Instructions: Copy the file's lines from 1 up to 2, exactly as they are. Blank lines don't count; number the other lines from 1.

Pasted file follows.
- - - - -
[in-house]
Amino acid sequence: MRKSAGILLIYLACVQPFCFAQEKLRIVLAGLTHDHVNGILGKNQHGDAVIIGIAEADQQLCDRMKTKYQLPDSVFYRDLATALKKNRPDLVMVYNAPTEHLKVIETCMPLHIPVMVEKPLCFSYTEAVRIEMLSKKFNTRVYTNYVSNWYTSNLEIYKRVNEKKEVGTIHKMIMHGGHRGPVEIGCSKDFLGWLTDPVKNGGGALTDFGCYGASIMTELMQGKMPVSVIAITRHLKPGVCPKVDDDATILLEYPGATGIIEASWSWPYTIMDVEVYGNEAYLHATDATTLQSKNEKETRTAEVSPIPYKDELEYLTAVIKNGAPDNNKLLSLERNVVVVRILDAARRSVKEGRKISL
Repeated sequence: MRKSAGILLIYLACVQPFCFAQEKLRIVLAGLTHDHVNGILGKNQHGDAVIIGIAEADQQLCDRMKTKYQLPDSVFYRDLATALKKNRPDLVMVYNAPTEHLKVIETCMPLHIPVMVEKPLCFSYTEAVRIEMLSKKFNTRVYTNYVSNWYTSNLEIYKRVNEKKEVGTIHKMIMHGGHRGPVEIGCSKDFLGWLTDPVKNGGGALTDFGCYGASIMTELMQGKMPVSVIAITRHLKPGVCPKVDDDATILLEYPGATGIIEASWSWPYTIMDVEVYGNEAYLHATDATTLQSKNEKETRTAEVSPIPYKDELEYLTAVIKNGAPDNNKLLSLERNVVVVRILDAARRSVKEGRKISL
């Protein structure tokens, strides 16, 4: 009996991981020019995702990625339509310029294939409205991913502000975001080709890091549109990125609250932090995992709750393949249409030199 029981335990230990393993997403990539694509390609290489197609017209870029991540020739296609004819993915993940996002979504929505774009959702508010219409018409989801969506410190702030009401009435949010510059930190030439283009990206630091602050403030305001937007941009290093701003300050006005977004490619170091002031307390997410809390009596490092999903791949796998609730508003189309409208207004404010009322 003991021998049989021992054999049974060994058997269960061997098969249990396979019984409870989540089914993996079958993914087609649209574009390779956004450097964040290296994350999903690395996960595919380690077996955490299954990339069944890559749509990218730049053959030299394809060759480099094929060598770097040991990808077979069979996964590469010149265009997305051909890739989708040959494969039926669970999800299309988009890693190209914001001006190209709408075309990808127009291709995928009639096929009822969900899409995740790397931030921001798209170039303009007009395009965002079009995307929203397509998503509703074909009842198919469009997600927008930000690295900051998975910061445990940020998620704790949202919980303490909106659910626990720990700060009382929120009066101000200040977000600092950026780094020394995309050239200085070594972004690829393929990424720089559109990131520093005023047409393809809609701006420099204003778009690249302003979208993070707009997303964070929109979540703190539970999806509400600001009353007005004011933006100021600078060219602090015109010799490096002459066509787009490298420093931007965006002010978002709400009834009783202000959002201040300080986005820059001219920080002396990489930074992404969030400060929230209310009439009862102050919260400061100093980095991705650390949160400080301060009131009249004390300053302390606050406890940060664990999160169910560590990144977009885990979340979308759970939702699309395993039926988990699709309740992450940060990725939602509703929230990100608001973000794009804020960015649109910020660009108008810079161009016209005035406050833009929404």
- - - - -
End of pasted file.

[in-house]
Amino acid sequence: MRKSAGILLIYLACVQPFCFAQEKLRIVLAGLTHDHVNGILGKNQHGDAVIIGIAEADQQLCDRMKTKYQLPDSVFYRDLATALKKNRPDLVMVYNAPTEHLKVIETCMPLHIPVMVEKPLCFSYTEAVRIEMLSKKFNTRVYTNYVSNWYTSNLEIYKRVNEKKEVGTIHKMIMHGGHRGPVEIGCSKDFLGWLTDPVKNGGGALTDFGCYGASIMTELMQGKMPVSVIAITRHLKPGVCPKVDDDATILLEYPGATGIIEASWSWPYTIMDVEVYGNEAYLHATDATTLQSKNEKETRTAEVSPIPYKDELEYLTAVIKNGAPDNNKLLSLERNVVVVRILDAARRSVKEGRKISL